• ID 1071 has been updated to clarify that the minimum capital requirement report must be included with the annual audited accounts and first set of half yearly accounts only.

The Central Bank UCITS Regulations 2019 (Regulation 98) provide that the second set of accounts for UCITS management companies and depositaries should cover the full 12 months of the financial year (rather than the second six months of the financial year) and these accounts must be filed with the Central Bank within one month of the year-end.

Additionally, ID 1087, which refers to the exemption for UCITS from producing a PRIIPs KID, has been updated to reflect the extension of this exemption until 31 December 2021. The exemption was provided for in the Regulation on Cross-border distribution of investment funds, which was published in the Official Journal of the EU on 12 July 2019 and applied (with the exception of certain provisions) from 1 August 2019.

Central Register of Beneficial Ownership of Companies Now Live

The Central Register of Beneficial Ownership of Companies and Industrial and Provident Societies (“RBO”) officially launched on 29 July 2019, following important clarifications in relation to the requirement to provide PPS (Irish tax) numbers for beneficial owners.

Under the European Union (Anti-Money Laundering: Beneficial Ownership of Corporate Entities) Regulations 2019 (“Regulations”) relevant entities must, in addition to collecting the name, date of birth, nationality, residential address and the nature and extent of the interest held in respect of beneficial owner, also collect the PPS number of that beneficial owner (if they have one). This information must be submitted to the Registrar of Beneficial Ownership of Companies and Industrial Provident Societies (“Registrar”) for inclusion on the RBO by 22 November 2019.

For beneficial owners who do not already have a PPS number, for example non-Irish resident directors who have not registered for Irish tax, the Registrar has clarified that the Form BEN2 (Declaration as to Verification of Identity) will be the method to be used to verify the person’s identity. Only one Form BEN2 will be required in respect of each beneficial owner and once this has been processed successfully and an RBO transaction number issued by the Registrar, that number can be used for making future beneficial ownership filings for that person.

The Form BEN2 contains the name, date of birth, nationality and address of the beneficial owner. The beneficial owner must solemnly declare this information to be correct and true and have this declaration verified, witnessed and signed. Once completed and signed by beneficial owner and a witness (e.g. a Notary Public), the Form BEN2 will be uploaded to the RBO Portal. The Form BEN2 cannot be used if the beneficial owner has a PPS number and it will be an offence for a company not to provide a PPS number for a beneficial owner who has one, or to upload a Form BEN2 for a beneficial owner who has a PPS number. The Form BEN2 will be used by the RBO for identity verification purposes only, and will not be accessible to any third party. Additionally, public access to the RBO, known as “Tier 2” access, is restricted and accordingly the date of birth and address of the beneficial owner will not be visible. Updated FAQs are available on the RBO website.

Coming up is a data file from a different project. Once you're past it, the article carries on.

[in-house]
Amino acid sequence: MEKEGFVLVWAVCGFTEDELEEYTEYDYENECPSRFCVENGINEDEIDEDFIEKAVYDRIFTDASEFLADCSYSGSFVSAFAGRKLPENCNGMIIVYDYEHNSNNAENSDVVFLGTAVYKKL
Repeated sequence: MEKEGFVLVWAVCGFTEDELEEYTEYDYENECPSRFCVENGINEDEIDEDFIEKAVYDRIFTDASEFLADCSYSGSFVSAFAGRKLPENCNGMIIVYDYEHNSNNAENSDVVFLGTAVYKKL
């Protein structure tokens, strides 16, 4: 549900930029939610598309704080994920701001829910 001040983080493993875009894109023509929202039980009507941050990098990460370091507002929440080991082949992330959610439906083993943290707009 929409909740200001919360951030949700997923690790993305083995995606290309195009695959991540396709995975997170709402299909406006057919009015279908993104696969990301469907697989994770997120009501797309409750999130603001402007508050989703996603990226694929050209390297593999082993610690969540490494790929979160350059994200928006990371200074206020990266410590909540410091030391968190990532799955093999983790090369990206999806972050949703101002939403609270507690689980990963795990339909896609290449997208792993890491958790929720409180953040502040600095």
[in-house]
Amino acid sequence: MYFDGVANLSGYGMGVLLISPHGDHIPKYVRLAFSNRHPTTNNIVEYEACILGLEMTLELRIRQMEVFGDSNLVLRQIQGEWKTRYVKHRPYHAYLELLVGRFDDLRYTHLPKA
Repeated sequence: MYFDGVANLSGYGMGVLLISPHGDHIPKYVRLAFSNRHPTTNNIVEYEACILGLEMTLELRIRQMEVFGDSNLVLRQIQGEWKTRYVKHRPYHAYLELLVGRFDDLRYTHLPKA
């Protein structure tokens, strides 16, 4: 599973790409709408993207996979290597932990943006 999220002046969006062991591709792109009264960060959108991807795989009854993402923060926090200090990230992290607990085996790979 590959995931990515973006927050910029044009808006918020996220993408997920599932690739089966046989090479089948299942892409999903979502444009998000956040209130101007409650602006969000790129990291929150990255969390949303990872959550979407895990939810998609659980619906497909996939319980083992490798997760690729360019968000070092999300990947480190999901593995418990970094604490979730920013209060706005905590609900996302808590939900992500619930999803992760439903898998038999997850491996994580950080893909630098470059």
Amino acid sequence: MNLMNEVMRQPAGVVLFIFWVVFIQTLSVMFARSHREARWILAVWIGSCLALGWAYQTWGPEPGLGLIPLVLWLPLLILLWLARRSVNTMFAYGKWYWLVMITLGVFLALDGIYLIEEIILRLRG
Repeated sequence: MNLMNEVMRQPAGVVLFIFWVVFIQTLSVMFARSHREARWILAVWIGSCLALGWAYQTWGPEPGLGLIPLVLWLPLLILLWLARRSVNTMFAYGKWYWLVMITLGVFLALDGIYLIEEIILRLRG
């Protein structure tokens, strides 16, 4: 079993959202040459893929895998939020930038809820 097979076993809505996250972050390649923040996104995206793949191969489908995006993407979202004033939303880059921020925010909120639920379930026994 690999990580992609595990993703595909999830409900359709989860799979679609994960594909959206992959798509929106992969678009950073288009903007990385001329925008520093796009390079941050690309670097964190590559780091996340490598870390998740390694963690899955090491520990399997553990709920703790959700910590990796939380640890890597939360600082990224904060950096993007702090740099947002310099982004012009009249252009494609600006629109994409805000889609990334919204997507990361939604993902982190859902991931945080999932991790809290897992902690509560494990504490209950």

Although ICAVs are corporate entities, the Registrar is not maintaining the central register of beneficial ownership of ICAVs and further clarity is required with regard to who will maintain this register. Nonetheless, ICAVs have a requirement under the Regulations to establish and maintain their own beneficial ownership registers and to submit this information for inclusion on a central register. Notwithstanding that there is no central register for beneficial ownership of ICAVs yet available, funds that are established as ICAVs should begin preparing for this requirement.

For more information on the RBO requirements, please see our Financial Regulation Group’s article.

Money Market Funds: ESMA Finalises Stress Testing and Reporting Guidelines

On 19 July 2019, ESMA published final reports on guidelines on stress testing and reporting requirements under the Money Market Funds Regulation (EU/2017/1131) (“MMFR”).


Under the MMFR, money market funds (“MMF”) (or their managers) are required to conduct regular stress tests as part of their risk management and regulatory disclosure obligations. Therefore, each MMF must have stress testing procedures in place to identify stress events, or future changes in economic conditions, and to assess the impacts these different scenarios may have on the MMF. These stress tests should be based on objective criteria and consider the effects of severe plausible scenarios.

ESMA is required to produce guidelines establishing common reference parameters for these stress test scenarios, which must be updated at least annually to take account of the latest market developments. ESMA issued its first set of guidelines in March 2018 and following a further consultation in September 2018 has published updated guidelines. The revised guidelines now include additional stress test scenarios in relation to hypothetical changes in MMFs’:

  • liquidity levels;
  • credit and interest rate risks;
  • redemptions levels;
  • widening/ narrowing of spreads among indexes to which interest rates of portfolio securities are tied; and
  • macro-economic shocks.


As noted above, MMFs (or their managers) are expected to measure the impact of the common reference stress test scenarios as specified in the guidelines. Pursuant to Article 37 of the MMFR, the results of these stress tests (together with additional prescribed information) must be included in the quarterly reports that they must submit to their national regulator. (The frequency of reporting is annual in the case of a MMF whose assets under management in total do not exceed €100 million, but the MMF is also allowed to report quarterly). The additional information to be reported includes:

  • general characteristics, identification of the MMF and the MMF manager;
  • type of MMF;
  • portfolio indicators (NAV, WAL,WAM, liquidity indicators etc…); and
  • information on assets/liabilities.

The first quarterly report is due by the end of Q1 2020 and ESMA’s guidelines on reporting provide guidance on completing the prescribed reporting template. There is no requirement to retroactively provide historical data for any period before this reporting start date. MMFs (or their managers) should ensure that they are conducting the required stress tests in accordance with the guidelines and have all the necessary information required to complete the stress testing field in the quarterly report.